Jamaica women’s football team, the Reggae Girlz, recently released a lengthy statement on Instagram, detailing their frustration and disappointment with the Jamaica Football Federation and its lack of support for the women’s team. The post detailed the inadequate training conditions, transport, and nutrition, as well as a lack of accessibility to crucial resources.
The team go on to express how they’ve been forced to miss out on a number of important official FIFA friendly matches, subsequently impacting their training schedules and potentially damaging their chances of success at the upcoming World Cup.
Despite the Federation having promised to resolve any and all issues or complaints, no legitimate changes have been made to adequately address the problems. And, with the World Cup fast approaching—set to kick off on 20 July 2023—the Jamaican women’s team has had to take things into their own hands.
Sandra Phillips-Brower, the mother of midfielder Havana Solaun, has set up a GoFundMe titled ‘Reggae Girlz Rise Up’ with the goal of raising money to cover any costs the team might need on their journey and during the tournament.
In the fundraiser description, Phillips-Brower explained: “I am the proud mother of Havana Solaun who plays for the Jamaican Reggae Girlz National Team. The 2019 Women’s World Cup in France represented a ground-breaking entry for the small Caribbean island onto an international platform. Their maiden voyage into the competitive arena proved the Jamaican girls are a talented athletic force that had risen to the highest level of soccer.”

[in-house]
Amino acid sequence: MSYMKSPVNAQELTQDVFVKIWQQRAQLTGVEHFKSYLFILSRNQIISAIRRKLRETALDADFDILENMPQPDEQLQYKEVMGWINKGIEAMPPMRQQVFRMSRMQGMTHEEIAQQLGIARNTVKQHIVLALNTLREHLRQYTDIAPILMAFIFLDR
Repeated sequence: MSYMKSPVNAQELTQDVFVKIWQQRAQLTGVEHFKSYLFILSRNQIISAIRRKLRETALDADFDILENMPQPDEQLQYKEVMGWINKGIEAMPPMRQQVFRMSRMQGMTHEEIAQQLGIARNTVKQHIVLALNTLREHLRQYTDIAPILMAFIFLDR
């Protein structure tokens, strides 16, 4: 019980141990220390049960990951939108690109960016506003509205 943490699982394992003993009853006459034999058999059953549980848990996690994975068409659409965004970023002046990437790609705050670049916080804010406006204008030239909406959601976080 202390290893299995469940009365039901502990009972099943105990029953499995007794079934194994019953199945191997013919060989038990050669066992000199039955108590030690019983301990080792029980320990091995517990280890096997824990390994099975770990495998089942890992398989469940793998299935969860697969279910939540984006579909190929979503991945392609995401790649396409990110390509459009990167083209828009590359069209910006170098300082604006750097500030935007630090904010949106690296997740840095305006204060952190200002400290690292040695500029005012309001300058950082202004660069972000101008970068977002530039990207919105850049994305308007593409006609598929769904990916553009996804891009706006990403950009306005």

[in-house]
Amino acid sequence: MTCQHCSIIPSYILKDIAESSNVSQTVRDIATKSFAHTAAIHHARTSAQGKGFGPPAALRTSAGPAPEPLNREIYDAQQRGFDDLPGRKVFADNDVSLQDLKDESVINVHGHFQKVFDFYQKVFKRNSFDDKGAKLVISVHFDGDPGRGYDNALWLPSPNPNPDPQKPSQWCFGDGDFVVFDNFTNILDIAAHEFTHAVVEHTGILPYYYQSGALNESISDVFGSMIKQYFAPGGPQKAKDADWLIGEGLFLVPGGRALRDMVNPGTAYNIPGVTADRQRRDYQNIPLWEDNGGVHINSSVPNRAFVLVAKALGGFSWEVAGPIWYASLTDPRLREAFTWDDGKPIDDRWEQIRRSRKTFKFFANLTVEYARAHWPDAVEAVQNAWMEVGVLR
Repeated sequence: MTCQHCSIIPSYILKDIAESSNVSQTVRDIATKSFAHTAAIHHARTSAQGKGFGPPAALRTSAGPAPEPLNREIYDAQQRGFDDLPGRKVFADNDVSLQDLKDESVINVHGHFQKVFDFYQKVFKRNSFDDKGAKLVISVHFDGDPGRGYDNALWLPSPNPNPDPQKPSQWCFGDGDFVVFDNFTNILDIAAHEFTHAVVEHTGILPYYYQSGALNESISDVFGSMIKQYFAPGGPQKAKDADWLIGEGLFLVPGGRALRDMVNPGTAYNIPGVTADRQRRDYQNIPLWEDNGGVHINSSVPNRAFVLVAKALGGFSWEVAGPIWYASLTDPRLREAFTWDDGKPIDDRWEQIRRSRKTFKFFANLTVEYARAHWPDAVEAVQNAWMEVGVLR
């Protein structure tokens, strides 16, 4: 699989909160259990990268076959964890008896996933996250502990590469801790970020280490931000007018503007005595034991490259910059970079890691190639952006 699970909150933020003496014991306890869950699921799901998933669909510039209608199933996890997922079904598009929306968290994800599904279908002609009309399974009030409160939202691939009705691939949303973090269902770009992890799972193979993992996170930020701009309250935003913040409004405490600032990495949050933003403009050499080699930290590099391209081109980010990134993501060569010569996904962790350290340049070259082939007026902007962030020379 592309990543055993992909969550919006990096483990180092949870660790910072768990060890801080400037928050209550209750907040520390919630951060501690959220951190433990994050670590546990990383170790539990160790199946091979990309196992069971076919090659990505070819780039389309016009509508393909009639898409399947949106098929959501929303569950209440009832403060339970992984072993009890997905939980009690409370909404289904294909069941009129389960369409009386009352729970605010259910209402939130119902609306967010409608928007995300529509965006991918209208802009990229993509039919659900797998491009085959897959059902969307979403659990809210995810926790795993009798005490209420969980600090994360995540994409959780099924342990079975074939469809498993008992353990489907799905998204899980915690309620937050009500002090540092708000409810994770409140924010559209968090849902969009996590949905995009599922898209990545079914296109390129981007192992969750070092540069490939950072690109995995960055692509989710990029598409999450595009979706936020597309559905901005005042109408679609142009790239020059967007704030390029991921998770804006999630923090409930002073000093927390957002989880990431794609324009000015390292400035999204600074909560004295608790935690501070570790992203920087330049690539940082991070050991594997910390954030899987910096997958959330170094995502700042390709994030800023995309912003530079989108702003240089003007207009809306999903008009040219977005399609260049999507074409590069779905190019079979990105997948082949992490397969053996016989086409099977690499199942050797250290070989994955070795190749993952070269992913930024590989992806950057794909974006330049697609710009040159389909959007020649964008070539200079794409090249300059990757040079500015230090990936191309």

The mother continued: “The journey to Australia in July of 2023 is a costly endeavour and it is my intention to to allow both staff and players to focus on the competition by helping raise funds to cover some of the expenses incurred on this incredible adventure Down Under.”
So far, the GoFundMe has raised over $48,000, with the final target being $100,000. As evident within the team’s statement, there are clear systemic issues within the Jamaican Football Federation—problems that unfortunately aren’t being adequately addressed.
Only last year, the Reggae Girlz were left stranded in Houston, Texas, only days after the team made Caribbean football history with back-to-back qualifications for the World Cup. The team were left to fend for themselves after being informed that there was not enough money available to clear their luggage, subsequently resulting in them missing their connecting flight. Moreover, only a few weeks prior, the men’s Jamaican football team were left abandoned in South America following a Concacaf Nations League match.
Female football players have historically faced funding issues and sponsorship problems, primarily due to the sexist notion that women’s football is inherently less ‘exciting’ or ‘athletic.’ While it’s evident that the Jamaican Football Federation has internal problems that span across all gendered teams, ensuring that its women’s team receives the proper support it needs is the only way we can effectively increase representation for female football players and subsequently create equality across the sport.